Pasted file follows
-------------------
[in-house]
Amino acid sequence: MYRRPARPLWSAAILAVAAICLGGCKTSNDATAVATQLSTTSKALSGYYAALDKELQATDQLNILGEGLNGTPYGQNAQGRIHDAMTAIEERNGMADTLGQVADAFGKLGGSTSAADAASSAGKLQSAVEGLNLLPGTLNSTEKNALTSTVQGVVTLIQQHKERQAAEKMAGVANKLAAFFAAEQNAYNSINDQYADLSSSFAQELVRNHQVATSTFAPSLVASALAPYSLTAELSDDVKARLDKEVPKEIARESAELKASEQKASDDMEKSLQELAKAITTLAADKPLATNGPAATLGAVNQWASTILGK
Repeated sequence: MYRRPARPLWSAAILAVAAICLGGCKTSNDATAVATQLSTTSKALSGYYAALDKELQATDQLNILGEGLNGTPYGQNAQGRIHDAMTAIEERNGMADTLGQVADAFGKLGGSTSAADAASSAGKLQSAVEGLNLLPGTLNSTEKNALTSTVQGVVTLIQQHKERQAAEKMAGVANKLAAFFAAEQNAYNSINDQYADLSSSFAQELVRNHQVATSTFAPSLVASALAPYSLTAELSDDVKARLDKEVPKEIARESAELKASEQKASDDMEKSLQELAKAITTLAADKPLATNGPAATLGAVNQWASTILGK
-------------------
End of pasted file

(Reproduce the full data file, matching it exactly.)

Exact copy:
[in-house]
Amino acid sequence: MYRRPARPLWSAAILAVAAICLGGCKTSNDATAVATQLSTTSKALSGYYAALDKELQATDQLNILGEGLNGTPYGQNAQGRIHDAMTAIEERNGMADTLGQVADAFGKLGGSTSAADAASSAGKLQSAVEGLNLLPGTLNSTEKNALTSTVQGVVTLIQQHKERQAAEKMAGVANKLAAFFAAEQNAYNSINDQYADLSSSFAQELVRNHQVATSTFAPSLVASALAPYSLTAELSDDVKARLDKEVPKEIARESAELKASEQKASDDMEKSLQELAKAITTLAADKPLATNGPAATLGAVNQWASTILGK
Repeated sequence: MYRRPARPLWSAAILAVAAICLGGCKTSNDATAVATQLSTTSKALSGYYAALDKELQATDQLNILGEGLNGTPYGQNAQGRIHDAMTAIEERNGMADTLGQVADAFGKLGGSTSAADAASSAGKLQSAVEGLNLLPGTLNSTEKNALTSTVQGVVTLIQQHKERQAAEKMAGVANKLAAFFAAEQNAYNSINDQYADLSSSFAQELVRNHQVATSTFAPSLVASALAPYSLTAELSDDVKARLDKEVPKEIARESAELKASEQKASDDMEKSLQELAKAITTLAADKPLATNGPAATLGAVNQWASTILGK